''The art market focuses attention on what its priorities are, which is big buying and big selling--so we wind up talking about Koons, Hirst, Murakami, the usual suspects. The big problem is figuring out how to focus attention in other directions.''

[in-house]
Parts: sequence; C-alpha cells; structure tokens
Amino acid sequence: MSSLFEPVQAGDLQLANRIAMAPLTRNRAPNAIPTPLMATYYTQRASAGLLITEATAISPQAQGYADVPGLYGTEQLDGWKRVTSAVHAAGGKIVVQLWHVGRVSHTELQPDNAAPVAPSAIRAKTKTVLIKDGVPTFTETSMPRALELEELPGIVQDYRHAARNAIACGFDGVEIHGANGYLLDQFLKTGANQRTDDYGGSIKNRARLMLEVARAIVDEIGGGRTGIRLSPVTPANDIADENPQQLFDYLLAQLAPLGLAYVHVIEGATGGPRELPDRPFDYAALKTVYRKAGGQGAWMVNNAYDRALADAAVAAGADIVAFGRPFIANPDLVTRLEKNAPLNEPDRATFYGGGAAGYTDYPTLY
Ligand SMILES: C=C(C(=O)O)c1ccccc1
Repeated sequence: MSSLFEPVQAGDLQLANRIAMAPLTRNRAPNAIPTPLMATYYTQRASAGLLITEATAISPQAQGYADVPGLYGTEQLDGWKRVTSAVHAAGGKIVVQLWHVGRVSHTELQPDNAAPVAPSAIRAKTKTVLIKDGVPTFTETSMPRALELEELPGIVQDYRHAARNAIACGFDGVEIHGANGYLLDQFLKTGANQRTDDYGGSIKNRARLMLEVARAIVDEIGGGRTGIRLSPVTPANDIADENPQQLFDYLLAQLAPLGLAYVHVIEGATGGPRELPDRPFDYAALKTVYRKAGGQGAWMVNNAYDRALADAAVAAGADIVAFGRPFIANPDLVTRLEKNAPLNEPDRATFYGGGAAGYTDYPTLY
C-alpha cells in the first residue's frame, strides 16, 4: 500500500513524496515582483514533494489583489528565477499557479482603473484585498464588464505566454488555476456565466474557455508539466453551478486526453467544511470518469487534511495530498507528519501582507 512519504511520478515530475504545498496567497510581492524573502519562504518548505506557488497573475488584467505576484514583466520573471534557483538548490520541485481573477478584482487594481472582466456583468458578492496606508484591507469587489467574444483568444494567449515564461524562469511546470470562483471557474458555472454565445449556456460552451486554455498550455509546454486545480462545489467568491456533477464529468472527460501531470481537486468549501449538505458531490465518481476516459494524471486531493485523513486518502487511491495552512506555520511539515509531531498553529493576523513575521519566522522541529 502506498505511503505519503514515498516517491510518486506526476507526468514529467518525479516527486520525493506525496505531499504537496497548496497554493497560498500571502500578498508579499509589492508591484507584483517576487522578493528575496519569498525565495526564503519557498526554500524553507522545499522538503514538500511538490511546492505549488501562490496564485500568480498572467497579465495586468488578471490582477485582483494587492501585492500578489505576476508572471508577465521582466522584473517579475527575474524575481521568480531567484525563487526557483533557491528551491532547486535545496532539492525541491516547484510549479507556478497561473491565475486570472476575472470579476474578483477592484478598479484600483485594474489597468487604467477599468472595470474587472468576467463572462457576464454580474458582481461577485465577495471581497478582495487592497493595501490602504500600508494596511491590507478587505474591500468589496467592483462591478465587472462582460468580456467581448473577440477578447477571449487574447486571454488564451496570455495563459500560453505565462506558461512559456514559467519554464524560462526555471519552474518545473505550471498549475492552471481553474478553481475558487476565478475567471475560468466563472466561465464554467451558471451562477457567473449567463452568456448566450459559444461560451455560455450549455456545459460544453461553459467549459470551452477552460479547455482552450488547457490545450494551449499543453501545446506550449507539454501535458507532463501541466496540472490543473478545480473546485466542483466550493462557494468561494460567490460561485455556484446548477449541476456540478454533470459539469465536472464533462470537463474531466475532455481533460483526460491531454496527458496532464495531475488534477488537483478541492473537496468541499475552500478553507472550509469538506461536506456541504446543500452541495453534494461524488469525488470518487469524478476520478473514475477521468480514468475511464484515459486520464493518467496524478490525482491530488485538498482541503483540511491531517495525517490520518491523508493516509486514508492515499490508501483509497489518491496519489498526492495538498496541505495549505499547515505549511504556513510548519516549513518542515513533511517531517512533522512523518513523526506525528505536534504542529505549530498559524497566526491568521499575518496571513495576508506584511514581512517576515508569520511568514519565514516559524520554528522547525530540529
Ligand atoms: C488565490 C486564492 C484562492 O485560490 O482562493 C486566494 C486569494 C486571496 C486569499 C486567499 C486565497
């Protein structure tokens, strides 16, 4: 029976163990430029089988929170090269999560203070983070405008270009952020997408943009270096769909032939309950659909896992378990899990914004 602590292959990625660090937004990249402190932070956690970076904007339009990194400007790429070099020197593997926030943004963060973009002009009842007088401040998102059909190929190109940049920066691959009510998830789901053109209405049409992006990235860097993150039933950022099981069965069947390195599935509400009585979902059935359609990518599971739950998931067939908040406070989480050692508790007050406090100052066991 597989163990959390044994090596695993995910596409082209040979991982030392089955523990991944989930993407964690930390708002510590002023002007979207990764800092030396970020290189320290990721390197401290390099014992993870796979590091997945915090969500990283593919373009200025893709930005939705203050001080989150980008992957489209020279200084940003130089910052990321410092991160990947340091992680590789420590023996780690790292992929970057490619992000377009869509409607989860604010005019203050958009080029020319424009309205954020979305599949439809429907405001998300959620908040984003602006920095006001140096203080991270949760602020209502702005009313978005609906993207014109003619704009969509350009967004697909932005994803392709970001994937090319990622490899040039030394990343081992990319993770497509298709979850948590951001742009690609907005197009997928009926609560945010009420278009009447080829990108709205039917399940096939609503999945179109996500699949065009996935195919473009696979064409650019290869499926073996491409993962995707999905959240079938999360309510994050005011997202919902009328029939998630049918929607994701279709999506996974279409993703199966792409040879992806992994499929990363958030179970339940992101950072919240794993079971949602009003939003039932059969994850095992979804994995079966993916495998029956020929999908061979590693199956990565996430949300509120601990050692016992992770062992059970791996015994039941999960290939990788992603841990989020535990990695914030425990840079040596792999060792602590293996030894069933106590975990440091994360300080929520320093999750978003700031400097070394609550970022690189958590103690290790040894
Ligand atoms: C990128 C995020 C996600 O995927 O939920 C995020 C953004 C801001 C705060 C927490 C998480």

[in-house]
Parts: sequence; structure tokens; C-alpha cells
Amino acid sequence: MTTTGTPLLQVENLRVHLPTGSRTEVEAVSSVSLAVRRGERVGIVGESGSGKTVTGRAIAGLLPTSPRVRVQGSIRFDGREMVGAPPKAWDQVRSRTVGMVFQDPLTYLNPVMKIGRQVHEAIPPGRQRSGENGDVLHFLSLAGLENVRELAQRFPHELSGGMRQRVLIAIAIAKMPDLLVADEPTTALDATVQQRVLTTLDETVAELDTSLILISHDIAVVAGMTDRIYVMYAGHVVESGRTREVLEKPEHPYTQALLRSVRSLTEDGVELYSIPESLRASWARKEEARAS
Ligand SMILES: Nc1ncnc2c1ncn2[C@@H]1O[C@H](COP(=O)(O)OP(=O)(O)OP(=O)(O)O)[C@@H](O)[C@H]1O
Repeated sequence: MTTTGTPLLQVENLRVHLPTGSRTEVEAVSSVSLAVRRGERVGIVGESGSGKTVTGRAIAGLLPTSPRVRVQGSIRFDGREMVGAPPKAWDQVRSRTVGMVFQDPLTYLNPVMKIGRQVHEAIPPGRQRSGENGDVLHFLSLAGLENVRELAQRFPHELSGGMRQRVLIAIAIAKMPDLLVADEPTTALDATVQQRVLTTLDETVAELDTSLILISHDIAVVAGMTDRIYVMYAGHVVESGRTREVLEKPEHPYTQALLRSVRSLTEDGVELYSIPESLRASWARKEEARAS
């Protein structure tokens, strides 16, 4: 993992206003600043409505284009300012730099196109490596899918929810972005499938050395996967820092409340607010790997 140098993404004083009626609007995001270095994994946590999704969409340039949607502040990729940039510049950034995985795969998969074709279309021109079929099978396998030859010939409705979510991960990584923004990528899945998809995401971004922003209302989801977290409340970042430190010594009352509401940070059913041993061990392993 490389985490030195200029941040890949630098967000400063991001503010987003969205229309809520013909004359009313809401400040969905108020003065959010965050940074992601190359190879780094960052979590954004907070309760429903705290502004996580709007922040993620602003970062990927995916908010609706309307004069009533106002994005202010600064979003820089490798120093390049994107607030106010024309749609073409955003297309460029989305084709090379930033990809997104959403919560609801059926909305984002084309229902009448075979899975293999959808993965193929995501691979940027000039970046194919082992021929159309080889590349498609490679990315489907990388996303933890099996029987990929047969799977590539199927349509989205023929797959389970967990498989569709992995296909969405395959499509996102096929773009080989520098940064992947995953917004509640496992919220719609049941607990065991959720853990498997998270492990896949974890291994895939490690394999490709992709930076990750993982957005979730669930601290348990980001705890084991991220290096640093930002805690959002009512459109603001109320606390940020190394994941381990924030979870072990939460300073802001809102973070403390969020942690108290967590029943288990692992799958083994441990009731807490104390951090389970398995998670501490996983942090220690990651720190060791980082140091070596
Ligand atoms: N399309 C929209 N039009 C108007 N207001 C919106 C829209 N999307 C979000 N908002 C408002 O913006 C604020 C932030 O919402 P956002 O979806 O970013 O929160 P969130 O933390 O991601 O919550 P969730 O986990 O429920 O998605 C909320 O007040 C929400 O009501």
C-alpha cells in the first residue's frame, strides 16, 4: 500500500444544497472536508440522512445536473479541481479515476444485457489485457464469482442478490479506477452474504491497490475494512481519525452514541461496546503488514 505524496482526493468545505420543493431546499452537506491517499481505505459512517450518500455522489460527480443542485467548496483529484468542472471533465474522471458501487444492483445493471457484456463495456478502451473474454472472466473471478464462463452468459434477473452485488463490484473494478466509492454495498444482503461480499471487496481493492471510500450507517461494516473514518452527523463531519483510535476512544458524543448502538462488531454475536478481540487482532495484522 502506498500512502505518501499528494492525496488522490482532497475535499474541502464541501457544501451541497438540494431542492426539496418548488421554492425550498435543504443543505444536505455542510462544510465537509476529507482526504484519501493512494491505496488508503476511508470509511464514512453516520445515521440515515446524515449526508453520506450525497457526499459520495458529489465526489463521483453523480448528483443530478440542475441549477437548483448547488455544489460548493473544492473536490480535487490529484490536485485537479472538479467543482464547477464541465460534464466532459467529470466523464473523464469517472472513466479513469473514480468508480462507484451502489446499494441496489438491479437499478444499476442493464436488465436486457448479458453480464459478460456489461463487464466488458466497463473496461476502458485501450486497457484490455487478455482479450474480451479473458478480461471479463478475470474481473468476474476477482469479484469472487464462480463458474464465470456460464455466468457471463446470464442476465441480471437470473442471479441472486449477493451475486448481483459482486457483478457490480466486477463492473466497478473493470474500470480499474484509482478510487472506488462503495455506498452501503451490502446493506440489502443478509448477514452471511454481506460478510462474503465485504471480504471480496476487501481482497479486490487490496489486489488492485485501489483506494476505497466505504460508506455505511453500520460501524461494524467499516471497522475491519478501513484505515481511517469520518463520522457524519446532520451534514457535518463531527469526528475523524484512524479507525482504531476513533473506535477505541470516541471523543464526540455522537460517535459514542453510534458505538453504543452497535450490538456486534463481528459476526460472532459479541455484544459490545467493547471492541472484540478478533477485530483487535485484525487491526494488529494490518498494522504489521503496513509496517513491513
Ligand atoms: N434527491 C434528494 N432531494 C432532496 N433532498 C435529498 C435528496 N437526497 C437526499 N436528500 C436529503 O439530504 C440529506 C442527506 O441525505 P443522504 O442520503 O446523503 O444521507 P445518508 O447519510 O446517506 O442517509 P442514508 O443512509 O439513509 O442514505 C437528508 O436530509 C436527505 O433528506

Irving Sandler, an 87-year-old critic, has been on the scene ever since New York inherited the mantle of the New Florence from Paris. The author of the definitive book on 1950s American art, The Triumph of American Painting, Sandler witnessed the birth of the big bad New York art market, as well as the periodic waxing and waning of its influence. As I sit in his painting-filled apartment near NYU--"It's all to be given away," he says, gesturing at an Alex Katz portrait of him and his wife on their wedding day, "we decided we were never going to sell anything and we never have"--he pours a glass of wine and schools me on the noxious effects big money can have on young talent.